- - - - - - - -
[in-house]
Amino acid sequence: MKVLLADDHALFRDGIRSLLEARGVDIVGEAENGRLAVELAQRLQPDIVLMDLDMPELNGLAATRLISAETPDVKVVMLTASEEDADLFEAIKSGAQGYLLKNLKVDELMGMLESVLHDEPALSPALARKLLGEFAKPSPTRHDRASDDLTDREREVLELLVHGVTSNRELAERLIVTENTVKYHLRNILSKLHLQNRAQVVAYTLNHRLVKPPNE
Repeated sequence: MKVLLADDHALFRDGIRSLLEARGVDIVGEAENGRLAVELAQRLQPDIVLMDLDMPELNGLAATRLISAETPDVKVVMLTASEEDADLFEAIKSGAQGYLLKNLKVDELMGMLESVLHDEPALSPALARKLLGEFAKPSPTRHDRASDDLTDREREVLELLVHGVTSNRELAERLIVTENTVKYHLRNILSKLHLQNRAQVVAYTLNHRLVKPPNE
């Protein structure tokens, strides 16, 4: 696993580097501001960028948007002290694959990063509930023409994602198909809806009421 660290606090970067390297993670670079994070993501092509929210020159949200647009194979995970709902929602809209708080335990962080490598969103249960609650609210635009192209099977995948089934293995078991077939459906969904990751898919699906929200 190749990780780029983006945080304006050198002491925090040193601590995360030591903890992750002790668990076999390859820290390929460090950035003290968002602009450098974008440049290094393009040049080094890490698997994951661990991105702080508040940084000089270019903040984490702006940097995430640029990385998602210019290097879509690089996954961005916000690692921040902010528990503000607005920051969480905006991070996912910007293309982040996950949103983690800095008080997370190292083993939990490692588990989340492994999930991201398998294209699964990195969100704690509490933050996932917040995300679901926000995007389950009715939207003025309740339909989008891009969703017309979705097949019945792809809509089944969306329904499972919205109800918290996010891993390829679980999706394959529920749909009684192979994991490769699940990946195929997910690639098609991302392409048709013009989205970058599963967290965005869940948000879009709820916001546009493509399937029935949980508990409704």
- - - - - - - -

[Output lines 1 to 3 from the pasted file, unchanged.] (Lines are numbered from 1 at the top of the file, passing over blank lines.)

[in-house]
Amino acid sequence: MKVLLADDHALFRDGIRSLLEARGVDIVGEAENGRLAVELAQRLQPDIVLMDLDMPELNGLAATRLISAETPDVKVVMLTASEEDADLFEAIKSGAQGYLLKNLKVDELMGMLESVLHDEPALSPALARKLLGEFAKPSPTRHDRASDDLTDREREVLELLVHGVTSNRELAERLIVTENTVKYHLRNILSKLHLQNRAQVVAYTLNHRLVKPPNE
Repeated sequence: MKVLLADDHALFRDGIRSLLEARGVDIVGEAENGRLAVELAQRLQPDIVLMDLDMPELNGLAATRLISAETPDVKVVMLTASEEDADLFEAIKSGAQGYLLKNLKVDELMGMLESVLHDEPALSPALARKLLGEFAKPSPTRHDRASDDLTDREREVLELLVHGVTSNRELAERLIVTENTVKYHLRNILSKLHLQNRAQVVAYTLNHRLVKPPNE